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COMMENT: Boko Haram and Violence in the Name of Religion

May 4, 2022 by     No Comments    Posted under: Volume XII, Issue 1

Kamryn Moore, Webster University – Saint Louis

COMMENT: Boko Haram and Violence in the Name of Religion

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Boko Haram is a clear case of violence being used in the name of religion. Boko Haram is an Islamic terrorist organization in Borno, Nigeria. Like many terrorist organizations, Boko Haram claims that the acts of violence they commit are in the name of Islam, but that is not true. Members of Boko Haram are not regular Muslims – they are fundamentalists. Fundamentalists are a sector of any religion that takes their beliefs to an extreme level, and often incites violence in the name of religion. Boko Haram contributes to Islam’s negative reputation and misuses the religion to incite violence in Nigeria, as well as neighboring countries.

The foundation of Boko Haram is a bit of a mystery. Some theorists claim that the organization was founded in the mid-1990s, but the most popular theory does not put the groups formation until 2002, when it was created by a man named Muhammad Yusuf. According to this view, the group was formed in the town of Maiduguri in northeast Nigeria, where the locals nicknamed its members “Boko Haram” – a combination of the Hausa word “boko,” which combines “Western education” and the Arabic word “haram” (which figuratively means “sin” and literally means “forbidden”) (Adibe, 2014).

What began as a group of extremists sharing their ideologies, mostly peacefully, quickly became a deadly Islamic terrorist organization in 2009. After concerns grew about Muhammad Yusuf leading a group of fundamentalists that wanted to create their own state, he was killed by police in 2009 in a raid that led to the death of almost 80 members of Boko Haram. After this attack, the Nigerian government claimed that the group was over. However, Boko Haram came back into society in 2010 and became deadlier than ever (Walker, 2020).

Following the death of Muhammad Yusuf, Boko Haram transitioned from a fundamental Islamic group to a terrorist organization, led by Imam Abu Muhammad Abu Bakr bin Muhammad (Shekau). Shekau was Muhammad Yusef’s deputy, and a much more violent individual. Declared dead several times (for example, in August 2015 by the president of Chad), he continues to resurface and remains the leader of the sect. Shekau is a ruthless leader who has the final say on every decision in spite the existence of a Shura (decision making) Council (Afolabi & Yusuf, 2019). Under the leadership of Shekau, Boko Haram has not only expanded their area of control in Borno, Nigeria, but they have also become a violent terrorist organization, with their main source of terror being the kidnapping of school children (Adibe, 2014).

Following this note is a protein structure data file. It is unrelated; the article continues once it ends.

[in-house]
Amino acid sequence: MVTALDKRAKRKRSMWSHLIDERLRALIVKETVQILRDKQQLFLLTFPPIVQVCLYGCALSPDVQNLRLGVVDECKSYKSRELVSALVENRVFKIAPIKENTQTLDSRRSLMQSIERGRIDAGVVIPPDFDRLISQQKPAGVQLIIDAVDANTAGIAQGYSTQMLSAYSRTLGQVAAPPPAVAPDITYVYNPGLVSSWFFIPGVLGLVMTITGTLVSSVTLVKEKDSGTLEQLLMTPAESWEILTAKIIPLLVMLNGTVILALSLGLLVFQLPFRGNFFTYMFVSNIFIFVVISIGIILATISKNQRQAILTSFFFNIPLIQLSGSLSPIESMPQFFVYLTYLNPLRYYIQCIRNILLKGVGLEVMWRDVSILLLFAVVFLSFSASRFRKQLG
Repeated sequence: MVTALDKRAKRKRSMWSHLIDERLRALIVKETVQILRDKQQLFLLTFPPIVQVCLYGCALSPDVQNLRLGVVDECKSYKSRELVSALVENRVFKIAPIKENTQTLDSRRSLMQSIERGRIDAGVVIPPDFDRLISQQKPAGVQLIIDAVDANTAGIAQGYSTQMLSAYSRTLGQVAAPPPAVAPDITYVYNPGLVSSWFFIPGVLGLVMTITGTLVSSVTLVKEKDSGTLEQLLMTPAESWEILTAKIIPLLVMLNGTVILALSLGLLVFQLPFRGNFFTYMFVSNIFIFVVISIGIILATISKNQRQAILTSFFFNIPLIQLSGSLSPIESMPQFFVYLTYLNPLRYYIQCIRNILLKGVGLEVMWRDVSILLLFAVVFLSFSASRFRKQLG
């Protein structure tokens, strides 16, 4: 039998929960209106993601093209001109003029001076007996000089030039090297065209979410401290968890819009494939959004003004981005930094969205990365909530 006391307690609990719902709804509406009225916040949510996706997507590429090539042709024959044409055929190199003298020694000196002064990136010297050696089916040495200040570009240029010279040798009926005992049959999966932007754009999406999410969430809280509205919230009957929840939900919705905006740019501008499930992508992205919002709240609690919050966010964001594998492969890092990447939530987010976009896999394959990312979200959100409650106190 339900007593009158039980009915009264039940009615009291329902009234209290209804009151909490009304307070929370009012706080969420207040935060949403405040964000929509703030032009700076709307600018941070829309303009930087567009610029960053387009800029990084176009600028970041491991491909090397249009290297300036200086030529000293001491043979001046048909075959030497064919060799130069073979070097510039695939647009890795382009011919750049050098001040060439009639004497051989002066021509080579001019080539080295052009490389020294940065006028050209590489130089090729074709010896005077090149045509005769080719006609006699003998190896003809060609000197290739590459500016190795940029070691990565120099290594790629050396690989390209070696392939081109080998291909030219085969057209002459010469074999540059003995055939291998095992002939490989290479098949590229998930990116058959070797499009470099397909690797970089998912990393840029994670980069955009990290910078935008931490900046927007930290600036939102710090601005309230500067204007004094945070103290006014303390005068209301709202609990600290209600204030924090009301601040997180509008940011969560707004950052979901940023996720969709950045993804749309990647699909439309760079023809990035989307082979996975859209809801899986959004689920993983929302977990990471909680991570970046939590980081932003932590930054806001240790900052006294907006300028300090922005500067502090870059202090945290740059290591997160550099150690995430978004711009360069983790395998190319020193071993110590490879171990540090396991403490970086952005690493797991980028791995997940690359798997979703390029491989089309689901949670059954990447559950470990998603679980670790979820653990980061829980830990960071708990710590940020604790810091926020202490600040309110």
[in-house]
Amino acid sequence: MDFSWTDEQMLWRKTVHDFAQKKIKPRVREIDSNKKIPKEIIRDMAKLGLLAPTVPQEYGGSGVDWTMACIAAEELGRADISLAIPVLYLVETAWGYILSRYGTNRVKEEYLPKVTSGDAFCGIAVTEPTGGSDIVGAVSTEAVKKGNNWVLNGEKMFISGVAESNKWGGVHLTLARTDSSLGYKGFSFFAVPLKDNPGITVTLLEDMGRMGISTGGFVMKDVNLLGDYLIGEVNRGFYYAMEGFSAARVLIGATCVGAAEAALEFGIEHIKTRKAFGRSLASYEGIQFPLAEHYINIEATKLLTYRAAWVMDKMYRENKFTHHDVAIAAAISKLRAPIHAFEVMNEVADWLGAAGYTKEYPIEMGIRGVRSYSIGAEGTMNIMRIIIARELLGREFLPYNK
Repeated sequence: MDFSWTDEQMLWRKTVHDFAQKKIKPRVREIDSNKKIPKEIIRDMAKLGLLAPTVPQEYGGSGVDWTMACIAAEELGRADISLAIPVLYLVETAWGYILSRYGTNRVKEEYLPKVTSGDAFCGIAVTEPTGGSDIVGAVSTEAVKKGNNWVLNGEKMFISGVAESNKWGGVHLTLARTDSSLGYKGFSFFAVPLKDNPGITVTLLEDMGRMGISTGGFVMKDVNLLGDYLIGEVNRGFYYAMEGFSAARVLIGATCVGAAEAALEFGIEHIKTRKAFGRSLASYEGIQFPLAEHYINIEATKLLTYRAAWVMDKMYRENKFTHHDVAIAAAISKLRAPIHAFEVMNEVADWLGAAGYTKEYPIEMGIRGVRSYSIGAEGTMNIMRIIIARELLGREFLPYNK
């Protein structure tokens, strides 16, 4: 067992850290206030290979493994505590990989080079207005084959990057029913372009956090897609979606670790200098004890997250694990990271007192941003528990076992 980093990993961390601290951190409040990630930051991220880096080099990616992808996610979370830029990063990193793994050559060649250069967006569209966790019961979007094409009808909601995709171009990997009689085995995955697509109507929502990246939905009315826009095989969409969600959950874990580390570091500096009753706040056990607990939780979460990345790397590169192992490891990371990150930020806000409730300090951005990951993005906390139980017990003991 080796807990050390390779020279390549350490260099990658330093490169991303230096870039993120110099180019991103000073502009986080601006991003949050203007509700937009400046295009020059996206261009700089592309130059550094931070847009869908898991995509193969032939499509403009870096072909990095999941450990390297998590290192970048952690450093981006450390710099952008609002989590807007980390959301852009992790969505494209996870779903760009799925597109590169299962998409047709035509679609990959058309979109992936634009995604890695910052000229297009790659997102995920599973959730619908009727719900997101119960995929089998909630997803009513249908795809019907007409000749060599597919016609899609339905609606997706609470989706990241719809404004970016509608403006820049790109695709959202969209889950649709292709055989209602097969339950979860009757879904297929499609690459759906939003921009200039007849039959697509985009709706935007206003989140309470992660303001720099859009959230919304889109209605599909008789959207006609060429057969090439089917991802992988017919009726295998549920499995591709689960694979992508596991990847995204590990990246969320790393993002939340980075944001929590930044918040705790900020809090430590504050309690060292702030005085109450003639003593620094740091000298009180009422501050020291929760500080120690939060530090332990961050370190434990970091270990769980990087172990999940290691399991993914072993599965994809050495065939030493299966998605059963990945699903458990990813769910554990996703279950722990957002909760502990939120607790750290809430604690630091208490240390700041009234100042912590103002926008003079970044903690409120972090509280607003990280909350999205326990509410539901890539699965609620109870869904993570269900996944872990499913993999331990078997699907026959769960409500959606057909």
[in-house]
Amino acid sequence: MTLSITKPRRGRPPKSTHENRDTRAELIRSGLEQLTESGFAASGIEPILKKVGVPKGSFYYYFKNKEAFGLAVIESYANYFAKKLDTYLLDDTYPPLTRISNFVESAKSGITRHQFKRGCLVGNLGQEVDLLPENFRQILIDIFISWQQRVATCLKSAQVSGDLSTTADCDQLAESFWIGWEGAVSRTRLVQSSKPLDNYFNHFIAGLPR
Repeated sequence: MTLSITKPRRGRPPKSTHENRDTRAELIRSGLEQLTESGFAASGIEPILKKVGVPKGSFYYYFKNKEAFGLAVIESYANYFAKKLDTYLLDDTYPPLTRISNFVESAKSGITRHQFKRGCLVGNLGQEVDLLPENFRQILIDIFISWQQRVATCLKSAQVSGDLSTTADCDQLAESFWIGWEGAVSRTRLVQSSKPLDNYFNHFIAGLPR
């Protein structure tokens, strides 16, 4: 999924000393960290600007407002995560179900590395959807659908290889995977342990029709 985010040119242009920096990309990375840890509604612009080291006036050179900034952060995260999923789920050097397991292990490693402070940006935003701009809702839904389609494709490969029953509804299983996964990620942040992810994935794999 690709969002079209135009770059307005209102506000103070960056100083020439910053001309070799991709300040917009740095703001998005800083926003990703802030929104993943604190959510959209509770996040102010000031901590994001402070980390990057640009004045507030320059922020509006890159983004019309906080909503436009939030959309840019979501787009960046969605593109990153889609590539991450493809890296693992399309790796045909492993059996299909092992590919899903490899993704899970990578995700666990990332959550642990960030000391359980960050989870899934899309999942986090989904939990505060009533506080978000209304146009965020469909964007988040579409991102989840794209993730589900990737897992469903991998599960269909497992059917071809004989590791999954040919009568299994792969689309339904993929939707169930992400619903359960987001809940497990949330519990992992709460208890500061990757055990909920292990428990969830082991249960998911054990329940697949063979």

So how does Boko Haram use religion to justify violence? Boko Haram believes in a fundamentalist sect of Islam known as Jihādī-Salafism.One of the biggest aspects of Jihādī-Salafism that Boko Haram follows is the praise of the Jihad, which is the idea that one must destroy the enemies of Islam. The following of this extreme religious view was a huge factor in the creation of Boko Haram, as the group started out as a fundamentalist teaching group that taught the Jihādī-Salafism (Kassim, 2015). Although the history of Jihad in Western Africa is extensive, Boko Haram has taken their beliefs to an extremist level, even for the Jihad. Boko Haram is an important example of the development of organizations claiming to be a true jihad platform, but attempts to create a new version of the Jihad. In Western African history, Boko Haram is just one of many militant oppositions to rulers being non-Islamic and rejecting the practices and customs that align with true Islam. What makes Boko Haram different from other groups in history is that it is not just militant Islamism, it was created by the emerging radical beliefs, known as Salafism. To help further prove this point, in 2015, Shekau pledged Boko Haram’s allegiance to the Islamic State (Voll, 2015).

The Jihad tradition has long standing ties in Western Africa dating back to the 1500s. Originally, Jihad was meant to defy unjust rulers and use violence if necessary, even against other Muslims. The goal of the Jihad has always been to create a safe place for followers of the Jihad to leave in peace among other believers. To achieve this safe place, there are four elements of the Jihad: First a group of students must be dedicated to one teacher, then the group of students retreats from the inevitable prosecution they face, next they begin using violence to spread the message, and finally they create a Jihad run state. Under the original leader, Muhammad Yusuf, Boko Haram was able to complete the first two phases and was slowly becoming violent. Under the leadership of Shekau, the group is well into the third phase – inciting violence – and is attempting to complete the fourth stage, to create a Jihad-run state (Prieto Curiel et al., 2020).

The violence that Boko Haram has inflicted has largely been in the northeastern state of Borno. According to a video by the British Broadcasting Network (BBC News Africa, 2019), Nigeria is primarily divided into two sectors based on religion and wealth. The southern half of Nigeria is mostly wealthier Christians, and the northern half of Nigeria is mostly poor Muslims. Despite this clear economic divide, there is still some crossover in terms of religion. However, the poor economy of northern Nigeria creates a target rich environment for groups like Boko Haram. Because of the lack of policing or security, it has become very easy for Boko Haram to take over entire cities in Borno, and cause mass panic and violence. Over 30,000 people have been killed and more than 2 million displaced because of Boko Haram (BBC News Africa, 2019).